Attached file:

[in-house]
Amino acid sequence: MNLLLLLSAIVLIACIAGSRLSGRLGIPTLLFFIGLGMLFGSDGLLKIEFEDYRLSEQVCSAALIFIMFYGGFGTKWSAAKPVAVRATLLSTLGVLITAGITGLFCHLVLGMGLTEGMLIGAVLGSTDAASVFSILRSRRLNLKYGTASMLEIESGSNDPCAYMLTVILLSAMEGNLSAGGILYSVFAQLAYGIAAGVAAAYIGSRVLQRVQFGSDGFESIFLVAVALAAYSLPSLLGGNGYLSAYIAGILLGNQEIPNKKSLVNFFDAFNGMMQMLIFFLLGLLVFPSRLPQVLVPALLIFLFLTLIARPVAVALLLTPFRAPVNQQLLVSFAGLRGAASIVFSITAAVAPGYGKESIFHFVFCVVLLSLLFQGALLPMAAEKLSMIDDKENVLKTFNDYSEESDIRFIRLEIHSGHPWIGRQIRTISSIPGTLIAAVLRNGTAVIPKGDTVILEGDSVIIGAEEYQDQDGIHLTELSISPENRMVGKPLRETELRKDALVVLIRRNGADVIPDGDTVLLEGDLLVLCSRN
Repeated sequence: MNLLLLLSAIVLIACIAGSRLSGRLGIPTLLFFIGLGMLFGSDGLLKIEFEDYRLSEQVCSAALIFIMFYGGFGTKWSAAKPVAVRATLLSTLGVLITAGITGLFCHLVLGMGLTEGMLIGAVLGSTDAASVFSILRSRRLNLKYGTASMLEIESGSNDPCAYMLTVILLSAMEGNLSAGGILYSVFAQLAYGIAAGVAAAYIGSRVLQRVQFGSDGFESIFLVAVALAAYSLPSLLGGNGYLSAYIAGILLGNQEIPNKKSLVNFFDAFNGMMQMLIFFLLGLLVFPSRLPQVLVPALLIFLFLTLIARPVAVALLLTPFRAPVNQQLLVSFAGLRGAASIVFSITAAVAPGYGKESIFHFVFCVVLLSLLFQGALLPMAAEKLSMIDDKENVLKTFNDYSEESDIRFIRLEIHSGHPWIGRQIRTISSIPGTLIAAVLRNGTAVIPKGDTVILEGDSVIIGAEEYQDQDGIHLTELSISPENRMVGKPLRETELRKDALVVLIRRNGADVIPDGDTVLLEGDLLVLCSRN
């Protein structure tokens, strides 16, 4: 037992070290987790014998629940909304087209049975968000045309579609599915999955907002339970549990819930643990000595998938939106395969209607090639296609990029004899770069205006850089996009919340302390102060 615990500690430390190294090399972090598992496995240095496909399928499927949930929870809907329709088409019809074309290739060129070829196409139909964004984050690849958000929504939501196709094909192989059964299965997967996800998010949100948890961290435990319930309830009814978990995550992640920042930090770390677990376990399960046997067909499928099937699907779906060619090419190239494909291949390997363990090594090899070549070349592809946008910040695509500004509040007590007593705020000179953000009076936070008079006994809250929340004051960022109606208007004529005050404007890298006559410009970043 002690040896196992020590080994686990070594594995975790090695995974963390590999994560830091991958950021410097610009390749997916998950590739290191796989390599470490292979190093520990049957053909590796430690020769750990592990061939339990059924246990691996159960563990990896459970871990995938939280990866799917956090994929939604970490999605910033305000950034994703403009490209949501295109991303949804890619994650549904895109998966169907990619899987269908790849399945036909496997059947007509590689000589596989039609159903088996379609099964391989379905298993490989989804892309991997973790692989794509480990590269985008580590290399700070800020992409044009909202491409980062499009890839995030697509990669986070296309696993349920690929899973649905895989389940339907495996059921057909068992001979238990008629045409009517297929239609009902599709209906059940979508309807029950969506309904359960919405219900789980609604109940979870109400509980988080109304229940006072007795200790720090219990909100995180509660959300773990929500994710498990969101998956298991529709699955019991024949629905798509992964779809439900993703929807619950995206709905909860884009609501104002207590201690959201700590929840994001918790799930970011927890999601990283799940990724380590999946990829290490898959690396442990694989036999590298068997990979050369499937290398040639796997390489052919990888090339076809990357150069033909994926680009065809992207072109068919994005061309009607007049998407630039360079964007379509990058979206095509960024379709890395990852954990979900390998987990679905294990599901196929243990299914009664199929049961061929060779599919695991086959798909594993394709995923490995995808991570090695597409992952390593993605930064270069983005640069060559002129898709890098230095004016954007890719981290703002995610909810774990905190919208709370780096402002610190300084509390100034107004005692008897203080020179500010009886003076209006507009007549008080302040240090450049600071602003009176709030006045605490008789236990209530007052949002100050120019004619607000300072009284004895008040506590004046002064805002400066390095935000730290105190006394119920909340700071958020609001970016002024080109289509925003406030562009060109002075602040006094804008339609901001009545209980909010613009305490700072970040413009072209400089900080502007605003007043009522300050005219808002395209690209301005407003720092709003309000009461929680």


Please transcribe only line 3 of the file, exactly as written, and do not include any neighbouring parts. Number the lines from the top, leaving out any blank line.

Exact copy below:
Repeated sequence: MNLLLLLSAIVLIACIAGSRLSGRLGIPTLLFFIGLGMLFGSDGLLKIEFEDYRLSEQVCSAALIFIMFYGGFGTKWSAAKPVAVRATLLSTLGVLITAGITGLFCHLVLGMGLTEGMLIGAVLGSTDAASVFSILRSRRLNLKYGTASMLEIESGSNDPCAYMLTVILLSAMEGNLSAGGILYSVFAQLAYGIAAGVAAAYIGSRVLQRVQFGSDGFESIFLVAVALAAYSLPSLLGGNGYLSAYIAGILLGNQEIPNKKSLVNFFDAFNGMMQMLIFFLLGLLVFPSRLPQVLVPALLIFLFLTLIARPVAVALLLTPFRAPVNQQLLVSFAGLRGAASIVFSITAAVAPGYGKESIFHFVFCVVLLSLLFQGALLPMAAEKLSMIDDKENVLKTFNDYSEESDIRFIRLEIHSGHPWIGRQIRTISSIPGTLIAAVLRNGTAVIPKGDTVILEGDSVIIGAEEYQDQDGIHLTELSISPENRMVGKPLRETELRKDALVVLIRRNGADVIPDGDTVLLEGDLLVLCSRN